Honduran family in Minnesota awarded $80k for mistreatment by border patrol

Two Honduran sisters living in Rochester accepted an $80,000 settlement offer from the federal government following a lawsuit that alleged the pair suffered mistreatment by border patrol agents in 2021.

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Kerlin Sanchez Villalobos, 18, right, and her 16-year-old sister were awarded $80,000 following a settlement for their lawsuit against the U.S. government for its treatment of them at the border in June 2019 when they came to the U.S. from Honduras seeking asylum. The girls now live in Rochester with their mother.
Post Bulletin file photo
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ROCHESTER — Two Rochester, Minnesota, sisters have been awarded $80,000 following a settlement agreement between the family and the United States federal government after the pair accused border patrol agents of mistreatment.

The agreement, approved by United States District Judge Nancy Brasel last week, allows the federal government to deny any wrongdoing and for the settlement to split evenly between the Kerlin Sanchez Villalobos and her younger sister.

“Once I got to the border and saw the border, I started crying. I was so emotional because I felt like this is it — everything that's happened, it's done, and now I am going to be OK," Sanchez Villalobos told the Post Bulletin in October 2021 .

But what Sanchez Villalobos didn’t know was that shortly after she and her sister were released from the Customs and Border Protection Detention Center less than 30 miles outside of El Paso in Clint, Texas, the facility would make headlines for what the recently filed lawsuit calls “grotesque violations of children’s rights.”

For Sanchez Villalobos and her sister, that meant sleeping in cages, being hungry all the time and being forced to compete against other children for food.


Sanchez Villalobos and her mother, Daysi Villalobos Izaguirre, filed a lawsuit last year in U.S. District Court in Minnesota with the two daughters being listed as the injured parties in the case. It was litigated by the American Civil Liberties Union of Minnesota and Texas, as well as Dorsey & Whitney LLP.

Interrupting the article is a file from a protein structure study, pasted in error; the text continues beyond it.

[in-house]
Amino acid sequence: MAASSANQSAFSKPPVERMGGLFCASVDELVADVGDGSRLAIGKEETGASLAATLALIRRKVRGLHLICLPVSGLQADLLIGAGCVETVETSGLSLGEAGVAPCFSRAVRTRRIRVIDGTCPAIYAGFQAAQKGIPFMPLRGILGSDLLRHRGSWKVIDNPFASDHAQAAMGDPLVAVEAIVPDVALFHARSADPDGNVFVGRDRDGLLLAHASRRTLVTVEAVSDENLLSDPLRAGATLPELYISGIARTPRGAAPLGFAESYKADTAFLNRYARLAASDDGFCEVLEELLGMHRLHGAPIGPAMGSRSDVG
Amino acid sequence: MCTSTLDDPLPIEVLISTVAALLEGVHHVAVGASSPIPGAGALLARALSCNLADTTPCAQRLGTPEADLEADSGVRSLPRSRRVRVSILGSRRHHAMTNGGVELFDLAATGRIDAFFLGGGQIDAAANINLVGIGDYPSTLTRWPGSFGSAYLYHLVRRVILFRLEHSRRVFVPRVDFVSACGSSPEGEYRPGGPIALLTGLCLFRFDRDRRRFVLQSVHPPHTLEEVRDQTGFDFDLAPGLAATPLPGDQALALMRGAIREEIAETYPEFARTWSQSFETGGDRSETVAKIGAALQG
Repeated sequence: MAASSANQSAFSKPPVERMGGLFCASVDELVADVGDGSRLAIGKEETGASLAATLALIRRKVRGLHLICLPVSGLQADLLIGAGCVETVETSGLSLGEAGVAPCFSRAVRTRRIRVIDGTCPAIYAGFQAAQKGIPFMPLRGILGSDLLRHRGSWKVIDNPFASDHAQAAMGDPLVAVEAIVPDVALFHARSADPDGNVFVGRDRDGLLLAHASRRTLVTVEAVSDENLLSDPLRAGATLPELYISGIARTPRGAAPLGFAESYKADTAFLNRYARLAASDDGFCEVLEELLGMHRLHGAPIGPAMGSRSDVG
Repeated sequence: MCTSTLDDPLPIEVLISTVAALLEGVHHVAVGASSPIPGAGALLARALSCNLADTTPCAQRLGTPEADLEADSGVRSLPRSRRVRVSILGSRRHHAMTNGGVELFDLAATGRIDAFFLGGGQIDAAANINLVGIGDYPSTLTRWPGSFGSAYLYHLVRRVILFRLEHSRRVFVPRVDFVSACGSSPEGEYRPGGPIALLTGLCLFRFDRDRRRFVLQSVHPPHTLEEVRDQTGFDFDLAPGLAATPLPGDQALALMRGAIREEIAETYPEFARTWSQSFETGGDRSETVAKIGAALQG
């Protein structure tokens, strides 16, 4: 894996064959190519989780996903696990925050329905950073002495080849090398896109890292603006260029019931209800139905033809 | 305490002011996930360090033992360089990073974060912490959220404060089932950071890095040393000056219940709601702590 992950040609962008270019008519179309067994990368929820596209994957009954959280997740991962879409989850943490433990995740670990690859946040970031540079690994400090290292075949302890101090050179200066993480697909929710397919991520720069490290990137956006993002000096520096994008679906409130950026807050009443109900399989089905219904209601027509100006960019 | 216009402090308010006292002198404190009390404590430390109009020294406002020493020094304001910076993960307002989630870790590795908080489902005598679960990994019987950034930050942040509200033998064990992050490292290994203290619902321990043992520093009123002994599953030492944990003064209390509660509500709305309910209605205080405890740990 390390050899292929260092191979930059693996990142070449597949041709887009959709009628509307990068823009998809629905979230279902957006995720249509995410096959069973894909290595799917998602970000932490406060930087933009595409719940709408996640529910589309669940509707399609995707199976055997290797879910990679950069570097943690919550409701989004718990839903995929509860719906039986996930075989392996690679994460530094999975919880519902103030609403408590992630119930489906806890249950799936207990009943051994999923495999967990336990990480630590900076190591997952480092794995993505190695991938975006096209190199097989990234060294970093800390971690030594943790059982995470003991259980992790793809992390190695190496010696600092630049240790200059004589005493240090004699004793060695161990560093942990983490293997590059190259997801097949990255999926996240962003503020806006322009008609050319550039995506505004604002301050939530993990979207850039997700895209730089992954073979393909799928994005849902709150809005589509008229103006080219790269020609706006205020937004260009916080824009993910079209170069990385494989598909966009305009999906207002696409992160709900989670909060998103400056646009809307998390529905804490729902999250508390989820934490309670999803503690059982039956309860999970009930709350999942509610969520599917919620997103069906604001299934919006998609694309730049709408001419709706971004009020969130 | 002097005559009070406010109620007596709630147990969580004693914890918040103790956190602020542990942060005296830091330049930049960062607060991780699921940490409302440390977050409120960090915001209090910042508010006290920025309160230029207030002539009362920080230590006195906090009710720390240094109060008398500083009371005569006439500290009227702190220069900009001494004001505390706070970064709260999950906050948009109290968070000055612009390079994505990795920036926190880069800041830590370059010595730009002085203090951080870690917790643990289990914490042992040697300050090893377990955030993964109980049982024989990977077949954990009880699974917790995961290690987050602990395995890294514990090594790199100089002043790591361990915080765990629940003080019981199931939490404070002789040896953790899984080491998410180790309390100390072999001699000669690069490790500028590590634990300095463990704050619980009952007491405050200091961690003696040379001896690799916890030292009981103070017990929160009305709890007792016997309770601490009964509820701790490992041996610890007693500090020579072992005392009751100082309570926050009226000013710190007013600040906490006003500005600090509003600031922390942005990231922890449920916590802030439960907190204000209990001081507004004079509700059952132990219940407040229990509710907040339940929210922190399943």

“The United States did not provide Kerlin and Y.S. (the younger, minor daughter) access to drinking water. In fact, the girls do not recall ever being given water. Agents gave them small juice boxes to drink with meals,” the complaint states. “With knowledge that the regular meals were inadequate, the CBP agents tormented the detained children by making them compete with one another for extra food. Hungry children were forced to throw a ball in a basket, for example, and the winner would get a burrito while the other children would be left hungry. Both Kerlin and Y.S. competed with the other children in an attempt to get food to quell their hunger.”

The lawsuit states that Sanchez Villalobos was kicked by a CBP guard twice, knocking her to the ground, and making her food inedible, and injuring her so that she couldn't walk properly. While at the facility, Sanchez Villalobos and her sister also witnessed other children being abused and neglected, and were forced into care-giving roles.

After nine days in the Clint facility, the girls were flown to Brownsville, Texas, to be placed in separate group homes. Separating the girls without a legally justifiable reason based on their immigration status or health is against an existing agreement of how unaccompanied minors should be treated. The group homes where the girls were sent have been cited for significant violations.

“While they were no longer subjected to the physical harm of the Clint facility, the girls were subjected to further emotional and psychological harm,” the lawsuit states. “The emotional damage of being separated from one another needlessly without any knowledge of whether they would be reunited was crushing to both Kerlin and Y.S.”

Mark Wasson has been a public safety reporter with Post Bulletin since May 2022. Previously, he worked as a general assignment reporter in the southwest metro and as a public safety reporter in Willmar, Minn. Readers can reach Mark at
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